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You may seek counselling because of a crisis, or you may be encouraged to seek counselling by family members, friends, or colleagues.  Whatever your reason is for seeking counselling below are some frequently asked questions to help the process of starting easier.

  • How confidential is counselling?
    Being able to trust your counsellor and know that he/she can keep confidence is a significant aspect of counselling. Only in exceptional circumstances, such as harm to yourself or vulnerable others, that it would ever be necessary for me to share information. If I felt that I had to break confidentiality to keep you or another safe, I would always have a conversation with you first.
  • How many counselling sessions do I need?
    This would depend on you and what you bring to therapy. Counselling is a process and it is not easy to guess how many sessions are required for every individual. The length will very much depend on your unique circumstances, needs and what you want to get out of your sessions. Keep in mind that once you start sessions, new issues and angles can arise that you were not aware existed which may lead you to want to explore more. Some people like to agree to a number of sessions beforehand, some prefer reviews built in, while others prefer to work without a fixed structure. These are your sessions, your journey and of course there are finances to factor in.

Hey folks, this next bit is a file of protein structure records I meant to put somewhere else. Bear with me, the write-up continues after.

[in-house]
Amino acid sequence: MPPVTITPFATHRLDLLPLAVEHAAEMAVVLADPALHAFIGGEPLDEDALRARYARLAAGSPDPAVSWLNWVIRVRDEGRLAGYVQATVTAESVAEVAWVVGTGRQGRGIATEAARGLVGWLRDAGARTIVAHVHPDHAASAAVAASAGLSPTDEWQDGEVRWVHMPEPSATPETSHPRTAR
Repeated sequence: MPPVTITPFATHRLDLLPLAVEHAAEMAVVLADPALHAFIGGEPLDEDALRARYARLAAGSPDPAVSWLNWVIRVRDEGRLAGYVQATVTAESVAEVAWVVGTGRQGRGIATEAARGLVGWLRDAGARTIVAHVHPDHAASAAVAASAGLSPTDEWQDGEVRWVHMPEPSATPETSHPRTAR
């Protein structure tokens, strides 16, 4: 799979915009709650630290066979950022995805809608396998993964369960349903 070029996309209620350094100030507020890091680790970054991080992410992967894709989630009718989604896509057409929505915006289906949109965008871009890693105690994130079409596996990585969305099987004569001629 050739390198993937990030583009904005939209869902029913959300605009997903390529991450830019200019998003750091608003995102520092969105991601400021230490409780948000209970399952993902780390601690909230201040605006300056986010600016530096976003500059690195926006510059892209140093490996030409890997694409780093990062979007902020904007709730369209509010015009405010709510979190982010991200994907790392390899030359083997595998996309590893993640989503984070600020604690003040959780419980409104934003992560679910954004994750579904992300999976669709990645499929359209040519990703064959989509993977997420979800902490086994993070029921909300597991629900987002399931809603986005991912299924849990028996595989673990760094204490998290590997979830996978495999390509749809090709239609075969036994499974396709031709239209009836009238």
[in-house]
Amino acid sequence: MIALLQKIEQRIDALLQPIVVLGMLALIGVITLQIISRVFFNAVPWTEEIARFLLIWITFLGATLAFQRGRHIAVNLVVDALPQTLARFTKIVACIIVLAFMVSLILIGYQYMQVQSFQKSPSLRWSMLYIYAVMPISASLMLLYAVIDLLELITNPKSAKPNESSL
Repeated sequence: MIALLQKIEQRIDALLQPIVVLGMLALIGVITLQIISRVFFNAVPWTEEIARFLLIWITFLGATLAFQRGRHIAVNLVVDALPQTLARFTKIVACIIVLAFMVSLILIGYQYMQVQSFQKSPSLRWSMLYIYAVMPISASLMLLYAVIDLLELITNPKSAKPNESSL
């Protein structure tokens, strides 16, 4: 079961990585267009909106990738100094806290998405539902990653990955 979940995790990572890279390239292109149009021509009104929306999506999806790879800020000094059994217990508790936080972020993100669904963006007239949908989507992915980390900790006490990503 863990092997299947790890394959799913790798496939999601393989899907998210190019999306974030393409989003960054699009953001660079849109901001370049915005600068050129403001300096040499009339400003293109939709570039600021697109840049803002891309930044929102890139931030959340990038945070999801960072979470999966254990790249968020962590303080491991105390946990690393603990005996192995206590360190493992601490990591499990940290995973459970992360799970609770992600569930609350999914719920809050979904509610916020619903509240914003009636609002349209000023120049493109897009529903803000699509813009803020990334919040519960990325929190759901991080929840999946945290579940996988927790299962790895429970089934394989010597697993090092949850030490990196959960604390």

• How long does each session last?
    Sessions are for 50 minutes adults one to one, 40 minutes under 18 and 60 minutes for couple counselling.
  • What happens in a session?
    Sessions are client-led and there is no typical counselling session. In the first session we will go through our contract, discuss your expectations and what you would hope to achieve from counselling. I am interested to know what it is like being you, your life and your story. This might mean talking about your current self and how issues may be affecting you in the here and now or delving into past experiences and how the past is still be impacting you. We may discuss certain behaviours in a way that you have not previously been able to before. Whatever happens in therapy, you won't be judged. Instead you will be listened to in an encouraging way where you and your experience and choices will be treated with respect and positive regard.
  • How do I know which counsellor is best for me?
    I feel it is vitally important you work with a counsellor that you feel you can trust, work with, and be vulnerable with in order for counselling to be effective. Counselling is very much about the relationship between counsellor and client. During our first conversation, whether this is by phone or during our first meeting, both of us will have the opportunity to honestly decide if you will benefit from having counselling with me and the way I am and the way I work.
  • Why do I need to attend weekly sessions?
    Through experience of working with many clients, I find that weekly sessions, certainly during the first 6 weeks, helps you make gradual and steady progress and for a relationship and trust to build. However, this can be entirely up to you as certain conditions such as finances or work commitments may mean weekly sessions are not feasible.
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